"Andy (Petree) has turned the whole team around. He's got everybody in the shop focused on what he wants them to do and what he wants himself to do and what he wants me to do. I guess going back from when he was there before in the late 80s and 90s with Harry Gant, Andy is just a winner. He wants to be the best crew chief, and he's working on becoming the best car owner. I honestly believe in three or four years Andy is going to have a race team capable of being equal to a Childress or Robert Yates or Jack Roush Andy has made me a better driver. He's made me more of a thinking racer instead of just a hard, aggressive racer. He still wants that, but the little things he does with our race team is going to make everybody better. "
ANDY PETREE (Crew chief No 33 Skoal Chevrolet Monte Carlo)
"I really think Robert learned a lot at Talladega about drafting. We went to Daytona and qualified good. I think we raced real good. We got in a little wreck early and got in a big wreck later. We went to Talladega trying to stay out of trouble and trying to get to the finish. At the same time, we wanted to learn a little more about the draft and I think he made a big step in that direction.
"I think the road course thing has got a lot to do witch just having a good car. You build a nice, lightweight car that's packaged neat witch a low center of gravity rakes are not as big a deal at Sears Point as they are at Watkins: Glen, but they are a factor think shocks are probably more important at Sears Point than anywhere we go. We found last year. We tried a few combinations with Earnhardt's car that really didn't work at all and some that worked real good. The shock combination really showed up at Sears Point
"I've seen some (accidents) probably as bad as that (at Talladega). The one Mike Waltrip had at Bristol was real bad as tearing the car up, and he walked away from it. Phil Parsons wrecked in '83 at Talladeqa at least as bad as Craven did Craven's car looked bad but Phil Parsons flipped l0 or 12 times and hit hard a couple of times and he walked away from it You hear everybody talk about the safety. That's something they keep working on all the time. That's their No. 1 priority. You see wrecks like that and it proves it works.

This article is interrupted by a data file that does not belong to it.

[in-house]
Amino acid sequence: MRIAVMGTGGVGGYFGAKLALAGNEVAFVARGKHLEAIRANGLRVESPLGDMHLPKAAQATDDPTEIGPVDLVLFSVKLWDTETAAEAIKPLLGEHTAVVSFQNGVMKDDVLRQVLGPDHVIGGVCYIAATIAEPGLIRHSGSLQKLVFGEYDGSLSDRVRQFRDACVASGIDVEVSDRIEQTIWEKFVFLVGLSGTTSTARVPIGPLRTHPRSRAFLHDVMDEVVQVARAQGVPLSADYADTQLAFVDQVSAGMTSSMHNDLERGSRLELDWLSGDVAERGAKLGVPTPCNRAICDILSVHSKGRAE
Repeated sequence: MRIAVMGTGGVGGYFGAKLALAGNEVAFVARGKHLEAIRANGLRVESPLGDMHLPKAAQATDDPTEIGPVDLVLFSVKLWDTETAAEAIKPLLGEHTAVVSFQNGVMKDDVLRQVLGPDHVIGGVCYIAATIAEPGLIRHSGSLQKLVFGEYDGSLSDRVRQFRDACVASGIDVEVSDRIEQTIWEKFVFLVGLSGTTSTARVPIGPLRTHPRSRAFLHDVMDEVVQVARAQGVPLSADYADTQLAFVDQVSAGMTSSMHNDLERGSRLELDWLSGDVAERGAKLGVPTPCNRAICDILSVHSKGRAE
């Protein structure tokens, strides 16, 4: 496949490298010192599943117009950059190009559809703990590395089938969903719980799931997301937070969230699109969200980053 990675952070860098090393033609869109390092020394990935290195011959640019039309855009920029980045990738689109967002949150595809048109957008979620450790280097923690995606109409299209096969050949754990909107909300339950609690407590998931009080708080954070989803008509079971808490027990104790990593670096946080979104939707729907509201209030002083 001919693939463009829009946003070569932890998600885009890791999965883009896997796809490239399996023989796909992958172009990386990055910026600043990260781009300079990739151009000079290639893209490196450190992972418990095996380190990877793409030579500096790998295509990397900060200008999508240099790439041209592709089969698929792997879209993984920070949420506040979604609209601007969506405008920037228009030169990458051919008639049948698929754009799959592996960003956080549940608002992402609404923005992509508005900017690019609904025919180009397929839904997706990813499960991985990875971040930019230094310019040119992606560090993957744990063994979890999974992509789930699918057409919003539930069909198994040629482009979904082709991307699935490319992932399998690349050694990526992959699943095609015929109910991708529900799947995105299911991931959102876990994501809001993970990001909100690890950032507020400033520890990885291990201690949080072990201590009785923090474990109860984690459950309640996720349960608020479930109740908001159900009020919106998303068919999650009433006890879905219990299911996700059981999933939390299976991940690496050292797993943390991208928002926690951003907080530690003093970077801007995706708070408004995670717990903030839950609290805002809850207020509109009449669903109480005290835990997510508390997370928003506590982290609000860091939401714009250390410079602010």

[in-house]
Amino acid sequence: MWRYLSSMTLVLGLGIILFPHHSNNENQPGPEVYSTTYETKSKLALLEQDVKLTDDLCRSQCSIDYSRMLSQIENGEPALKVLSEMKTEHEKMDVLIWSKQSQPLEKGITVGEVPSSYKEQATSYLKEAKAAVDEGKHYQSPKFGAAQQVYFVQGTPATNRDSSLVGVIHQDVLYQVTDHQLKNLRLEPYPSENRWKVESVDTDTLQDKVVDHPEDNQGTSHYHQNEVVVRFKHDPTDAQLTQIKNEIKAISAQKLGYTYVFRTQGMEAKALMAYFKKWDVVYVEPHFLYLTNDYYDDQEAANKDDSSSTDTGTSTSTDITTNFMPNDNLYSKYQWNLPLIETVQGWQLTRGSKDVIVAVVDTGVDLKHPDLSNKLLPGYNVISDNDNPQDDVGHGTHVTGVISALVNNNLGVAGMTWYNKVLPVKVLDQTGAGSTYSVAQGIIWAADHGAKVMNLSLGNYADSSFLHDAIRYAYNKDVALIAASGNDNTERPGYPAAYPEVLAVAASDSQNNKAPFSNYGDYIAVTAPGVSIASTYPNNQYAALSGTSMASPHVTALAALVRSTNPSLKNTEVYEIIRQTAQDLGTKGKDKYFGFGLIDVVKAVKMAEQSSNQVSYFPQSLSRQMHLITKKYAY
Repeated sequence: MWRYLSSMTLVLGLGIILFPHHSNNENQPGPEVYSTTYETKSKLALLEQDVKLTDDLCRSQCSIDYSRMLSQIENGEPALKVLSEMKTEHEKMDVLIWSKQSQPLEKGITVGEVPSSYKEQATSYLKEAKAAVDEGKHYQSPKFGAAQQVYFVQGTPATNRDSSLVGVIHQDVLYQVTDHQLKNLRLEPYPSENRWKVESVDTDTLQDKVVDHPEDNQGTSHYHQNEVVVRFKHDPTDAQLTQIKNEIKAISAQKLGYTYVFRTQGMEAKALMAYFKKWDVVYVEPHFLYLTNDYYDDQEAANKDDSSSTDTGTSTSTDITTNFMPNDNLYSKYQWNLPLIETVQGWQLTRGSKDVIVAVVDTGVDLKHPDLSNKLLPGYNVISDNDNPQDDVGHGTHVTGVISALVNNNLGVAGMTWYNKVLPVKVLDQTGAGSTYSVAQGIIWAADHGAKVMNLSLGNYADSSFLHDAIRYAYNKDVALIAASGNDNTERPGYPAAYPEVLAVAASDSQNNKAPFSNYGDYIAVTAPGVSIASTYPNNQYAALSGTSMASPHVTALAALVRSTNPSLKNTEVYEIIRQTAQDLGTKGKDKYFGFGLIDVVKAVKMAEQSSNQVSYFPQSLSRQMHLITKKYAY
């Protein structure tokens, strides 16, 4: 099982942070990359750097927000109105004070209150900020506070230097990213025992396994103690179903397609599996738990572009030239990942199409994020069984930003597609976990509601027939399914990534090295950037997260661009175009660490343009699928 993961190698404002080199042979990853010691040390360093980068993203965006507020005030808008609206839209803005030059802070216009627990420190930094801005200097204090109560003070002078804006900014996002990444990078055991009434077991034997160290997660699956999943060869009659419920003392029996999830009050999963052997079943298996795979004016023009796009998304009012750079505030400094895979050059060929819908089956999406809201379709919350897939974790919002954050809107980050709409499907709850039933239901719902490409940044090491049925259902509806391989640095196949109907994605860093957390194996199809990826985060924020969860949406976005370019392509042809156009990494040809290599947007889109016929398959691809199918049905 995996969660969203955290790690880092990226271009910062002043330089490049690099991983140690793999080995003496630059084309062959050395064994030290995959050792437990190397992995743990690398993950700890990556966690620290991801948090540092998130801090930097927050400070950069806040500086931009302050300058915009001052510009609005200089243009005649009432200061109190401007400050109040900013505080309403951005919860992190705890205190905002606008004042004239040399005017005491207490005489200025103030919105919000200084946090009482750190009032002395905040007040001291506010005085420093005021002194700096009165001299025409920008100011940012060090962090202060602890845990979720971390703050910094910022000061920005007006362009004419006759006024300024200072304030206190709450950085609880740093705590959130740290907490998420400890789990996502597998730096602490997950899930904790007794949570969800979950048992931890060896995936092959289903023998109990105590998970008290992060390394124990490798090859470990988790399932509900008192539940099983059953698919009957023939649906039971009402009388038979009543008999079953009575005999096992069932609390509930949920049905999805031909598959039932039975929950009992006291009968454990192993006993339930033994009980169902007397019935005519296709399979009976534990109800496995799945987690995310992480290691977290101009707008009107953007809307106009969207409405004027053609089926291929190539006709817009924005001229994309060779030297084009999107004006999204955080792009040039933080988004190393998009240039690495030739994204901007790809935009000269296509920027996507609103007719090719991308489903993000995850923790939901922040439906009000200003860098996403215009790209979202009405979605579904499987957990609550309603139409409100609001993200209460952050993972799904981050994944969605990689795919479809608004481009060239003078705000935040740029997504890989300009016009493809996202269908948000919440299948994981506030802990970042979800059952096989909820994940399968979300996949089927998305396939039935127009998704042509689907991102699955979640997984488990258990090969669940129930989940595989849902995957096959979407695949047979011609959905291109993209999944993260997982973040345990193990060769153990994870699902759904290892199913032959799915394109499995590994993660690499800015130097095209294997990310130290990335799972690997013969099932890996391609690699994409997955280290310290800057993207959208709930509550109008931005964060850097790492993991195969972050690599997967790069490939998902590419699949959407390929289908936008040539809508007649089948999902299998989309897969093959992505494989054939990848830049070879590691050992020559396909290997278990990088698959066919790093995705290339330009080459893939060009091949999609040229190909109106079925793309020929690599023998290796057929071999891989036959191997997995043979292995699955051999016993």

"I think Terry Satchell did a lot to change that. He was revolutionary in this sport getting people to trust engineers. They're much more educated than crew chiefs and people who work on the cars, and that intimidated a lot of people. Somebody like Terry Satchell comes in here, and he's a brilliant engineer, but he also knows the value of a good crew chief and the rest of the crew and how engineering applies to this sport and how to apply it. He's really helped me a lot in that respect, and he's also shown me how to be a better crew chief.
"I don't know if I trust it (chassis dyno test at Talladega) because I don't know anything about it. I don't know if I trust the data that comes out of it. If it gave good data, it would probably be something that would be useful, but I think right now, the data itself is in question.
"Going from Martinsville to Talladeqa to Sears Point is about as broad a range for a driver and crew as anything. That's three major different tracks, totally different from a driver and crew chief standpoint. The aero and horsepower and drafting at Talladega coming from Martinsville where brakes and channeling are everything then to Sears Point where shocks and driver are everything. It's a broad range and there's a different mental approach to each one. You prepare the car a little different. It's probably not as much different for the crew as it is for the crew chief and driver. Track position is everything at Sears Point, and it's not that critical at Talladega. You can come out, and Sterling proved it how many times Sunday, 35th or worse and move right to the front. You're not going to be able to do that at Sears Point. It's track position all the way, The crew comes in when you're talking about pit stops. That's even more critical at Sears Point.